The windblast won’t be too bothersome on longer highway rides, as you’re naturally leaning into the airflow. However, that cool-looking thin seat will have its way and, as in town, you’ll need to stop long before it’s time to refill the generous tank. If your posterior can handle the seat, or you swap it out for something with longer-term comfort, range is over 200 miles under a wide variety of riding conditions.

Once you make it to the twisties, the BMW R nineT is all about fun. The motor is sweet, but not overwhelming. The suspension is more than competent, but you better like it as delivered — adjustments are restricted to rear preload and rebound damping. There are traditional inverted forks up front, rather than BMW’s signature Telelever, and we’re good with that.

While not overly soft, the R nineT suspension tends toward comfort over speed. Plenty of riders will be more than satisfied with the supple action, which is sportier than the R 1200 R’s suspension. If you truly want to ride hard, buy the S 1000 R instead; you’ll save yourself $1750 and go much faster.

Cornering is predictable — don’t expect to throw the R nineT around. It’s a stable bike in corners, and the Metzeler Roadtec Z8 Interact tube-type tires do an admirable job within the bike’s performance parameters. Cornering clearance is good, and you have to be serious to touch down the peg feelers.

If you feel the need, tubeless wheels can be installed and you can have the highest quality rubber at your beck and call. Still, you’re looking at nearly 500 pounds, a wheelbase of 58 inches, and a conservative rake of 25.5 degrees.

To enjoy the BMW R nineT in the canyons, carry good corner speed and let the torque do its job. Those 88 ft/lbs at 6000 rpm are easily accessed, and will get you out of a corner smartly. Work the slick six-speed gearbox to take advantage of the early torque peak and the speed will come. Be realistic about the BMW R nineT’s canyon capabilities and you’ll be quite pleased.

The 2015 BMW R nineT is a fantastic styling exercise that also happens to be a great riding motorcycle. When you look at it from a performance standpoint, it’s difficult to justify the $14,900 price. Yet, it’s flying off showroom floors and is BMW’s fourth-best selling model — production won’t meet demand for a while. If you’re into a sporty bike with a retro feel, quite a few custom-like parts made from expensive materials, and customization is a priority for you, the BMW R nineT is a unique and enjoyable starting point.

Photography by Jon Beck

Riding Style
Helmet: Arai Defiant Jolly Roger 2
Faceshield: Arai Pro Shade System
Jacket: AGV Sport Breeze Perforated Leather
Gloves: AGV Sport Veloce
Jeans: Sliders 4.0
Boots: Joe Rocket Mens Big Bang 2.0

2014 BMW R nineT Specifications

Type: Air/oil-cooled four-stroke opposed-twin boxer, DOHC, four radially positioned valves per cylinder, central balancing shaft.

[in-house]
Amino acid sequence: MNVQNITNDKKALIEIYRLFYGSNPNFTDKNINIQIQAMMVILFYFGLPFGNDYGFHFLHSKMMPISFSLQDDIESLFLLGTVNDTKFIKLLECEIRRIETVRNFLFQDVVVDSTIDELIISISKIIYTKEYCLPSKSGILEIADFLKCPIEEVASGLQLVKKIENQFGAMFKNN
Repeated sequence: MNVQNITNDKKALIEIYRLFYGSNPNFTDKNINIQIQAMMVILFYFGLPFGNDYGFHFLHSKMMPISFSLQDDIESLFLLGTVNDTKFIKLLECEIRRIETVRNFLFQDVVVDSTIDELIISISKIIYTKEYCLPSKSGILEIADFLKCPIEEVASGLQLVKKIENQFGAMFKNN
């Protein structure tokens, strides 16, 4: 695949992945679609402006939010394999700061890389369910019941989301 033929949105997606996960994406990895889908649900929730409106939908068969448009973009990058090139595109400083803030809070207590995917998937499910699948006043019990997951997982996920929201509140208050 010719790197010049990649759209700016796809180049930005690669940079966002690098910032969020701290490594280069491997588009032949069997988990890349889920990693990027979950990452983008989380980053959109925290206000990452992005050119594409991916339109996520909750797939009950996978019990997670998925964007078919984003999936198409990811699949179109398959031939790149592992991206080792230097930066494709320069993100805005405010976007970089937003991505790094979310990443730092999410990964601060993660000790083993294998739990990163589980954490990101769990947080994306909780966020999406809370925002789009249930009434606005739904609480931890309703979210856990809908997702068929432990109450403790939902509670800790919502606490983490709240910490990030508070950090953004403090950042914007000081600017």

Bore x stroke: 101mm x 73mm
Displacement: 1170cc
Rated power: 110 horsepower at 7500 rpm
Maximum torque: 88 ft/lbs at 6000 rpm
Compression ratio: 12.0:1
Fuel preparation system / engine timing: Electronic intake-pipe injection/ digital engine management with overrun cutoff, twin-spark ignition
Exhaust-gas treatment: Controlled 3-way catalytic converter, emission standard EU 3
Generator: Three-phase alternator 600 W
Battery: 12 volt, 14 Amp/hours, maintenance-free
Clutch: Single-plate dry clutch, hydraulically actuated
Gearbox: Dog-shifted six-speed gearbox with bevel gearing
Final drive: Shaft
Frame: Four-part frame concept with front frame and three-part rear frame, partially load-bearing engine/gearbox unit, rear-seat frame removable for one-up riding
Front suspension: Upside-down 46mm telescopic forks
Rear suspension / suspension elements: Cast aluminum single swinging arm with BMW Motorrad Paralever; central spring strut, spring preload hydraulically steplessly adjustable (via knob), rebound-stage damping adjustable by knob
Wheel travel front / rear: 4.7 inches / 5.3 inches
Wheelbase: 58.1 inches
Castor: 4.04 inches
Rake: 25.5°
Wheels: Wire-spoked wheels
Rim size, front: 3.50 x 17″
Rim size, rear: 5.50 x 17″
Tire, front: 120/70 ZR 17, Metzeler Roadtec Z8 Interact tube-type
Tire, rear: 180/55 ZR 17, Metzeler Roadtec Z8 Interact tube-type
Brakes, front: Twin 320mm discs, floating brake discs, 4-piston radial calipers
Brakes, rear: Single-disc 265mm disc, double-piston floating caliper
ABS: BMW Motorrad ABS
Top speed: 125 mph +
Fuel economy at a constant 55 mph: 52 mpg
Fuel economy at a constant 75 mph: 41 mpg
As tested in all conditions: 46 mpg
Fuel grade: Premium, unleaded
Dimensions / weights
Seat height: 30.9 inches
Fuel-tank capacity: 4.8 gallon (including 0.8-gallon reserve)
Length: 87.4 inches
Height (over mirrors): 49.8 inches
Width (across mirrors): 35.0 inches
Curb weight, full tank of fuel: 489 pounds
2014 BMW R nineT MSPR: $14,900